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Old 03-22-2020, 06:41 PM   #1
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Building my own Solar Panels - Let's see if I can do it!

Goal: Build my own solar panels to install on my RV roof


Today my solar cells arrived!
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They measure 4 X 5 inches apiece
Power per cell = 4.5 Watts
Total quantity is 100 pieces.

Subscribe to follow along as I build my first one!
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Old 03-22-2020, 08:19 PM   #2
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Out of curiosity, how much did they cost you? There's going to be a lot of other materials here, and I got my Axitec panels for a little over 60 cents a watt, about $220 for 340 watts at 45 volts.

I think it would be cool to have the random shape of the top of the RV covered, but in my case at least, I don't seem to have the total capacity of capture for that much. Cool project though!
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Old 03-22-2020, 11:25 PM   #3
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Out of curiosity, how much did they cost you?
About a dollar a cell.
If I wanted used or broken cells, they would have been alot cheaper.


I'm still deciding how big to make the first panel.
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Old 03-22-2020, 11:29 PM   #4
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Originally Posted by geordi View Post

I think it would be cool to have the random shape of the top of the RV covered, but in my case at least, I don't seem to have the total capacity of capture for that much. Cool project though!
Just want to make sure I am not misunderstanding! Are you saying it would be cool to build 1 huge solar panel that covers most of the RV?
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Old 03-23-2020, 09:19 AM   #5
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Just want to make sure I am not misunderstanding! Are you saying it would be cool to build 1 huge solar panel that covers most of the RV?
That's the general idea, but I don't know that I'd have every cell connected to every other - just b/c of the issues with shading. But if there was a way to group them in strings that ended up with an intelligent wiring scheme... Maybe?

But here's the thing: You have to have enough battery for the power to have somewhere to go. Even with full sun, if I'm not pulling the batteries down, my 4+ kWh of possible daily collection might only be 200 watts if there's no place for the power to go.
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Old 03-23-2020, 09:36 AM   #6
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Originally Posted by geordi View Post
That's the general idea, but I don't know that I'd have every cell connected to every other - just b/c of the issues with shading. But if there was a way to group them in strings that ended up with an intelligent wiring scheme... Maybe?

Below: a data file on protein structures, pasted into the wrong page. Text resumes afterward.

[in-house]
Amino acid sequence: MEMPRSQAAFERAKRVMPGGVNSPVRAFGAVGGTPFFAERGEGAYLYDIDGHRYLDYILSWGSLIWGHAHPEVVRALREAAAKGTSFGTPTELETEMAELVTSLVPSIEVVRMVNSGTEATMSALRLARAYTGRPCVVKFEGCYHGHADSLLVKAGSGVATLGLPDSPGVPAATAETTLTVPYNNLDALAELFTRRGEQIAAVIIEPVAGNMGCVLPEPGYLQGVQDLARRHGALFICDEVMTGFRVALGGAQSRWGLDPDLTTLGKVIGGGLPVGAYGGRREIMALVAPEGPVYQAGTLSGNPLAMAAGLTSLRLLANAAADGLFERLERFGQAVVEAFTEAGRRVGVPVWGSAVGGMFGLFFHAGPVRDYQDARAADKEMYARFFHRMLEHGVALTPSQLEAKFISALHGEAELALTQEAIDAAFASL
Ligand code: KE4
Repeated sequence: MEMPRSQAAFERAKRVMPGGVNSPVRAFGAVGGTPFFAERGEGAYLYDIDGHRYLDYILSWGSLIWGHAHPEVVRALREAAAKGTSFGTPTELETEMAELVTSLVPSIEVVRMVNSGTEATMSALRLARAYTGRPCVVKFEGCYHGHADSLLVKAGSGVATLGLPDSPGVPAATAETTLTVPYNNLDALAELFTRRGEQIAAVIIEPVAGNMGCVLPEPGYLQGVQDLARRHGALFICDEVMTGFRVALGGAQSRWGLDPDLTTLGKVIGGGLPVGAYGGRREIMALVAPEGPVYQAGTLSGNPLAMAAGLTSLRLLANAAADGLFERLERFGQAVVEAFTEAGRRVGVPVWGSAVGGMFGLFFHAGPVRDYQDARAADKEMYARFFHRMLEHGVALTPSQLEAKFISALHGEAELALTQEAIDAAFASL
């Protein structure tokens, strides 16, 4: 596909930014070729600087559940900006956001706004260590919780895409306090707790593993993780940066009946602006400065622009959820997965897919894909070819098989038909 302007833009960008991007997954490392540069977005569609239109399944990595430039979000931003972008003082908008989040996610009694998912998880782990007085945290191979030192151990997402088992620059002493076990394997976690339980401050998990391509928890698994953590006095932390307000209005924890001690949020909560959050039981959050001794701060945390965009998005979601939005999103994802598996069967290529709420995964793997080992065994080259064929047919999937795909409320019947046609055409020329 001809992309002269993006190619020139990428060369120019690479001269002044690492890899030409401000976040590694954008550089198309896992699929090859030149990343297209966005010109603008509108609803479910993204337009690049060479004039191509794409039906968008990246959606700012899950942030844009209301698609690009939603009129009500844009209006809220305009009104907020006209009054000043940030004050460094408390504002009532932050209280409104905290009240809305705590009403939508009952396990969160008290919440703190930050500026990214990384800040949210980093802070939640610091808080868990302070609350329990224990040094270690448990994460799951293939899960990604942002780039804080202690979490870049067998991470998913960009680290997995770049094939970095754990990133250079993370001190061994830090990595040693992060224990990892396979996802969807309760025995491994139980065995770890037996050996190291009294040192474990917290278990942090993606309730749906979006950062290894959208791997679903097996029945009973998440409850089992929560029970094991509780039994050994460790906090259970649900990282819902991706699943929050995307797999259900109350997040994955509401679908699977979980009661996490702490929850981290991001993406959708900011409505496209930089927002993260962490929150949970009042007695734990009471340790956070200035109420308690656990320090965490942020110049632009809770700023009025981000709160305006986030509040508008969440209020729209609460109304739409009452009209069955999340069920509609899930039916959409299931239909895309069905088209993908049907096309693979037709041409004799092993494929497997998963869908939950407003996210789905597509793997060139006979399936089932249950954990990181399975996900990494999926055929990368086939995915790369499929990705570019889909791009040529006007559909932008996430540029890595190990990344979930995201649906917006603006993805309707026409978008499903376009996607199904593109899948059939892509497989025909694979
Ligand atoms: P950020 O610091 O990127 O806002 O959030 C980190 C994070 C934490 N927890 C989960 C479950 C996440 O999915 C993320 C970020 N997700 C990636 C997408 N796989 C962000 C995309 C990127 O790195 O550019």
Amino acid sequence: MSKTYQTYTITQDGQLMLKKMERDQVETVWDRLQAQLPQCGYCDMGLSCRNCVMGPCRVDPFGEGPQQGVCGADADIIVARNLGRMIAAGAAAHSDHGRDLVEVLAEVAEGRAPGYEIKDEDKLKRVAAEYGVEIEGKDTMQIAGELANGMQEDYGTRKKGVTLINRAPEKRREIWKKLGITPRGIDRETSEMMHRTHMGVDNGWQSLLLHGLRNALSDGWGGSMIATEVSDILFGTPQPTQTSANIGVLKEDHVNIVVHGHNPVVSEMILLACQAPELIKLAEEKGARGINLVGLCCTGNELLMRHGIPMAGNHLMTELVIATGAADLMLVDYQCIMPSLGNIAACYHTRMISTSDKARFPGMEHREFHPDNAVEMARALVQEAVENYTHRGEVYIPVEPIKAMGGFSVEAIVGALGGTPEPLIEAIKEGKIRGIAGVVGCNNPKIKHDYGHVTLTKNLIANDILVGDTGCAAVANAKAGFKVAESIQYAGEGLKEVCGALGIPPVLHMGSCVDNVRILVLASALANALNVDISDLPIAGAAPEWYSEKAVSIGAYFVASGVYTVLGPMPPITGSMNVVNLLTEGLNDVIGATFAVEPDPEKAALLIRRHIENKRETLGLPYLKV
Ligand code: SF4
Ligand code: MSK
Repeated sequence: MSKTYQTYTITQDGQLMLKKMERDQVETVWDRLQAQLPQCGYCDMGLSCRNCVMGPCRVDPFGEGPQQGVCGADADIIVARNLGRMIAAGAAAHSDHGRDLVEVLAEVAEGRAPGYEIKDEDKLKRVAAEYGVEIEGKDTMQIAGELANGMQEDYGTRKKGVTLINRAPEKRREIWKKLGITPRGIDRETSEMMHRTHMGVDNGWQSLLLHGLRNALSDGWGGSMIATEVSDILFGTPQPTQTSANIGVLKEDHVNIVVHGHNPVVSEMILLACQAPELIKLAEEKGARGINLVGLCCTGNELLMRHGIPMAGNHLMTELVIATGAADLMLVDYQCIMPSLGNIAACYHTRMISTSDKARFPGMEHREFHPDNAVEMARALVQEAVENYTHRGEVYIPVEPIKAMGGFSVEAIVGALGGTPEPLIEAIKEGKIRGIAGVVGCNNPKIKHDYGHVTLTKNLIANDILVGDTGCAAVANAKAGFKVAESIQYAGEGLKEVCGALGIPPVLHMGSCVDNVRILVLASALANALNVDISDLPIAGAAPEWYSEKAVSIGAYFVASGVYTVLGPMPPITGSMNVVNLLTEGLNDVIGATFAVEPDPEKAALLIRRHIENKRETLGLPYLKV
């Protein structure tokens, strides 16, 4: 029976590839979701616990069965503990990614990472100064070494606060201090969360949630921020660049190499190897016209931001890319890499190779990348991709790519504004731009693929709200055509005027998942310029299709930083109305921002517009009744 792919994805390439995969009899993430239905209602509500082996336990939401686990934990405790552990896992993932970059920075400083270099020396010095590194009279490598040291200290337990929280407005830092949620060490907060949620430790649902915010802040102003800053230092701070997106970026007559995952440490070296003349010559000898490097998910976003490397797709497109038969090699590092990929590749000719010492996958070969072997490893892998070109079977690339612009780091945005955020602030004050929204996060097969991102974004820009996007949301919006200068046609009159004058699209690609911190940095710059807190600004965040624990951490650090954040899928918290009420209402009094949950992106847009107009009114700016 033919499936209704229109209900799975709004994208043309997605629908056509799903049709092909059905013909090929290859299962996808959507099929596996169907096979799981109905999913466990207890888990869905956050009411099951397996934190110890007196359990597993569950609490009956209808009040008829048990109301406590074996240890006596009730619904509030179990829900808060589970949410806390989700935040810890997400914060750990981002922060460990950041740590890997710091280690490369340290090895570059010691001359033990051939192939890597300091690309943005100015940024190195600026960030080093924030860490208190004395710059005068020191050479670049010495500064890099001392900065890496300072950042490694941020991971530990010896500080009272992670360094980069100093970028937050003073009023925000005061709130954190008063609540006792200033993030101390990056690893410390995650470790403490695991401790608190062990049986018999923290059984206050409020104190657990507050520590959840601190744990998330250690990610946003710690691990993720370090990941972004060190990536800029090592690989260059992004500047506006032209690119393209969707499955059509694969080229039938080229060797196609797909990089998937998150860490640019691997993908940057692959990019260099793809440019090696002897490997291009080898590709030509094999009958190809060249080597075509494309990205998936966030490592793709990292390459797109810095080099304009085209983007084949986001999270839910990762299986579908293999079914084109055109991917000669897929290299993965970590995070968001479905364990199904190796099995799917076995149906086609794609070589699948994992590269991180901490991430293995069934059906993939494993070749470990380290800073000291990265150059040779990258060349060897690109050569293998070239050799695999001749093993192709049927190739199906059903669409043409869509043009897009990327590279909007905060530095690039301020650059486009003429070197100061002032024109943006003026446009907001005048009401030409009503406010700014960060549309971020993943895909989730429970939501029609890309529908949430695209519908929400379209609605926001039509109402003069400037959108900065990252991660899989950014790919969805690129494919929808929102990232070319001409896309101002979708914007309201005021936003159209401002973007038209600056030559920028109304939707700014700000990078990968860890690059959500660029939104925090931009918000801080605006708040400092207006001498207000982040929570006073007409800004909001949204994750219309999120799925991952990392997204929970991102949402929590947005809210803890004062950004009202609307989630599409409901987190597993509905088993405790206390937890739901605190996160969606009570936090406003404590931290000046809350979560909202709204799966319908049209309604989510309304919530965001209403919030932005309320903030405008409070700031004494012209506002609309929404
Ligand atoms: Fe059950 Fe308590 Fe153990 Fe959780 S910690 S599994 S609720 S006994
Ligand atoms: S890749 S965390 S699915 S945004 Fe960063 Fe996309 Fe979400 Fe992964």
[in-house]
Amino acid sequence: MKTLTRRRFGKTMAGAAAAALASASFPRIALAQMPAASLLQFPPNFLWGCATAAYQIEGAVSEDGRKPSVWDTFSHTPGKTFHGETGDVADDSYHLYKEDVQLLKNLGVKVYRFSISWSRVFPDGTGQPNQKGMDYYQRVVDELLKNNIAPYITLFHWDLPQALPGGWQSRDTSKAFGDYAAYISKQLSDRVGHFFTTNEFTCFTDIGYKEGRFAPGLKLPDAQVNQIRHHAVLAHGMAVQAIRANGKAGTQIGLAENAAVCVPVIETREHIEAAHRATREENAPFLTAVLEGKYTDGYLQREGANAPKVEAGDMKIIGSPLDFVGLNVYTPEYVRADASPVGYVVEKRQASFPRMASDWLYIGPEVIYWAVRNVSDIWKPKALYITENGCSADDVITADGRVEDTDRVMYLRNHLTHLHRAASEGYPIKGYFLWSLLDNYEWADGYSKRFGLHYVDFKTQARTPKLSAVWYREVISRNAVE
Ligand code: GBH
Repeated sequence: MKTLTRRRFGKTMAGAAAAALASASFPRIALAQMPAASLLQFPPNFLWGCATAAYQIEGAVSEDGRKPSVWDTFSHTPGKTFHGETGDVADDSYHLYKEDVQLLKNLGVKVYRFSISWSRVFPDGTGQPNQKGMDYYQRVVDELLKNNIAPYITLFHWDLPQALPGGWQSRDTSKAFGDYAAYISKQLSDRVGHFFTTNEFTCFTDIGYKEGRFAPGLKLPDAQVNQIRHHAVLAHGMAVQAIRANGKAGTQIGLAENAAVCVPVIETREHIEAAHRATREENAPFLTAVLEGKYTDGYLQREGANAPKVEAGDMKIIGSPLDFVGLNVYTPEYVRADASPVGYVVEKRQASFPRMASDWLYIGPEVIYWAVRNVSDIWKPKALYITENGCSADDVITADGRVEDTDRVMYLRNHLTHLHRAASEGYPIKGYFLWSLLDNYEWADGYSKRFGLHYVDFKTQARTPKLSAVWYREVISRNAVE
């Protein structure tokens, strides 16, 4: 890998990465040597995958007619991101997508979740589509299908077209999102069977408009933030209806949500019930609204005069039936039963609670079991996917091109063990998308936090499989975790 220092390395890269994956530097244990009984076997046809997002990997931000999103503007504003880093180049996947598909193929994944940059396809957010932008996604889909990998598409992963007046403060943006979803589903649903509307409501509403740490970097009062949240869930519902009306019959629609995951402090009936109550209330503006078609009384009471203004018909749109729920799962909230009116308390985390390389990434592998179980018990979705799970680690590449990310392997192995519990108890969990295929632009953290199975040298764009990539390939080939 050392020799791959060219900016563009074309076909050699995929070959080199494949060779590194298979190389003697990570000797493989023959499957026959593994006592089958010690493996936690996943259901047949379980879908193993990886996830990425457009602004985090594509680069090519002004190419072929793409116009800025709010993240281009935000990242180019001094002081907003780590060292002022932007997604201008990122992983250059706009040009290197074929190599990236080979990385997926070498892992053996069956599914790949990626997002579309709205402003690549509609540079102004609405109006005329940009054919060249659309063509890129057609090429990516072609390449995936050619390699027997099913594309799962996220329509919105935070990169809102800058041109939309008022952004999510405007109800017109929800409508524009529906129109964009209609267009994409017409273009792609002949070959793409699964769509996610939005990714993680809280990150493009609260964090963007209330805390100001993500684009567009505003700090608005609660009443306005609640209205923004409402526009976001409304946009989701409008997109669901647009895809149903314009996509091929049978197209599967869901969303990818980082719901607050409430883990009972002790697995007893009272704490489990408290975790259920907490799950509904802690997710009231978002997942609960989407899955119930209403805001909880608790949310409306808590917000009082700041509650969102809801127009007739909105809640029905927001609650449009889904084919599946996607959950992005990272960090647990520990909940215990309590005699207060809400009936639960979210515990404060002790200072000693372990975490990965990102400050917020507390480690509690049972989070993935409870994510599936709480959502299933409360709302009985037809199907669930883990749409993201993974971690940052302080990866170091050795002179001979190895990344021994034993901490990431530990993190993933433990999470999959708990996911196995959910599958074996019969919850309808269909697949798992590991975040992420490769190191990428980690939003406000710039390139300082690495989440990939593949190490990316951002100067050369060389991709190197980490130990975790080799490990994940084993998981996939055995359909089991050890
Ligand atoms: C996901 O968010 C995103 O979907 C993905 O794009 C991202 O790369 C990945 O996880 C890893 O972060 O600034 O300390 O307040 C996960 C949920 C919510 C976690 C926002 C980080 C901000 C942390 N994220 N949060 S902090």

But here's the thing: You have to have enough battery for the power to have somewhere to go. Even with full sun, if I'm not pulling the batteries down, my 4+ kWh of possible daily collection might only be 200 watts if there's no place for the power to go.
Hmmm, I have never considered making 1 or 2 extremely large panels. I was planning on making 300-400 watt panels.

What are the advantages of making super large panels? Compared with the disadvantages would it outweigh the advantages? You mentioned mitigating it with the way the cells are wired into an intelligent wiring scheme. Do you have an example off the top of your head?

My goal is to have a large lithium battery bank as well. My lifestyle once I hit the road will require lots of power, given that I will at a minimum be running the AC 24/7.
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Old 03-23-2020, 05:07 PM   #7
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Are these raw wafers? The challenges before you are mechanical, thermal, electrical and environmental.

Consider the frame of a commercial solar panel product. It's rigid to minimize flexing. The glazing passes the most amount of useful light and protects the wafers from impact. They're waterprooof. They both conduct and dissipate heat. The electrical configuration - series/parallel and number of cells will be secondary to installing them in such a way they work and stay that way for very long.

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Old 03-23-2020, 05:19 PM   #8
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Are these raw wafers? The challenges before you are mechanical, thermal, electrical and environmental.